Quote Originally Posted by cascadeco View Post
I think I'm pretty good at reading people, but pretty bad at placing them in preset categories, definitions and applications of which are contradictory from one person and source to the next. If mbti were objective, that would be one thing, but it's not, so I'm the first to admit I have no idea how to determine what type to place most people in. I have no idea which system to use, as there's little solidity and consistency even between those who consider themselves experts.

Also, although some people are pretty strong in one or even all categories (whether dichotomy or cog function), I think many waffle in grayer zones where they don't have crystal clear preferences in one or more. At least in the sense preference/mbti is talked about and practiced on this forum. And in those cases, I question the need to even bother with placement in one set type. What purpose would that achieve in the end?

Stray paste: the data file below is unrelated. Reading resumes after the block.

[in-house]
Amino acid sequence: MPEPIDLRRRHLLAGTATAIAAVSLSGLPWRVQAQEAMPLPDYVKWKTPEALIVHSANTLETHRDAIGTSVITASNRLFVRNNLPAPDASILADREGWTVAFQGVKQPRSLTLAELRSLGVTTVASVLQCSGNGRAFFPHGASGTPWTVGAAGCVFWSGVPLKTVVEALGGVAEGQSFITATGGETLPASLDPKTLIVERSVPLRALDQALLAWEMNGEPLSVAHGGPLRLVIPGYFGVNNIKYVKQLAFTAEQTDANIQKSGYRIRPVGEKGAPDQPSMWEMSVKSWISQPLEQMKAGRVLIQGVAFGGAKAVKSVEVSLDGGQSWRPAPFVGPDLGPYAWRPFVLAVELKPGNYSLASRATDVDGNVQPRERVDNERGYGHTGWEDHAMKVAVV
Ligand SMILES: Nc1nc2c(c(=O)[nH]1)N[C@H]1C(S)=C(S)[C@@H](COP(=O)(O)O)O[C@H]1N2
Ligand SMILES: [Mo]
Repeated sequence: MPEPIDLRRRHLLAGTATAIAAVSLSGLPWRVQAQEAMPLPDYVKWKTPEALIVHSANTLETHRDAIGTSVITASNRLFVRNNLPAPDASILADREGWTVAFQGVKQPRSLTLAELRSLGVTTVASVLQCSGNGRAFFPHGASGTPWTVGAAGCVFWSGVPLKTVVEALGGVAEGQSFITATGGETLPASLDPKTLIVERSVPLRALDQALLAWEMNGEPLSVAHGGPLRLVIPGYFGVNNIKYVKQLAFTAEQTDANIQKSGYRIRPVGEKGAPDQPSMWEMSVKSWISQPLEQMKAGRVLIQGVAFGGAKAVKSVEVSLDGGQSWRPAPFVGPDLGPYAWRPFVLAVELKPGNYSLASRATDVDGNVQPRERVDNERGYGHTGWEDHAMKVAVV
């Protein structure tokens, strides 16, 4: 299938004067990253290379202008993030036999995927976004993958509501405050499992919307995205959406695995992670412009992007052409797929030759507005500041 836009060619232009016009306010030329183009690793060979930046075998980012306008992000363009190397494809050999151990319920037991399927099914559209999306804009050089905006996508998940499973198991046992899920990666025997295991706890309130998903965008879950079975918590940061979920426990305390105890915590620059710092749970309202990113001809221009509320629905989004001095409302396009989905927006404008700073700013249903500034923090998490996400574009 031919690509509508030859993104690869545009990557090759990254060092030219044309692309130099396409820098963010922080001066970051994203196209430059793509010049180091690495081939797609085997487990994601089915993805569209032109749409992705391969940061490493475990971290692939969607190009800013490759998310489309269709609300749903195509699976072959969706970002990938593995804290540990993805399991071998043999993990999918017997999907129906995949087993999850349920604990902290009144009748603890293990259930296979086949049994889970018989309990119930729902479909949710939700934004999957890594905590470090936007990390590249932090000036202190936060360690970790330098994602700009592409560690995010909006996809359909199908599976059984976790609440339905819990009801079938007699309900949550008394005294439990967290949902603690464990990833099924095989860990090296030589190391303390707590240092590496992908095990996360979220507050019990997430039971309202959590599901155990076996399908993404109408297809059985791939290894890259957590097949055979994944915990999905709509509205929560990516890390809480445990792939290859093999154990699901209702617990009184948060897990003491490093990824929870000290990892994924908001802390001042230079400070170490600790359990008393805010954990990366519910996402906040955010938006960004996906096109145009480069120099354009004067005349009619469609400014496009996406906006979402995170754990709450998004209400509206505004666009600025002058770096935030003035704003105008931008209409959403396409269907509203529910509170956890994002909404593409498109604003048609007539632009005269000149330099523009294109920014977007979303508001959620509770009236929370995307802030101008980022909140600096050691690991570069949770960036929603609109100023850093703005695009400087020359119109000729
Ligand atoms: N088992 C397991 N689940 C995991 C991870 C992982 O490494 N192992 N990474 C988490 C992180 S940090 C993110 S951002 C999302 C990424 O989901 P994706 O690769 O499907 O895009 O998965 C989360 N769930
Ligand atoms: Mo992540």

This. I don't particularly care so much about what someone's type is; I care about having appropriate vocabulary and frameworks to describe them in my head--which supplements people-intuition by allowing it to be placed into words and, to an extent, formally explained. I use a mish-mash of MBTI, Enneagram, Big Five and others when mentally 'placing' people.

According to the most objective measures we have for type, people can be described as 'strong T's' or 'weak N's'. Wake me up when we come up with a typing system with an actual bimodal distribution; then, we can answer the question of who has the best typing skills.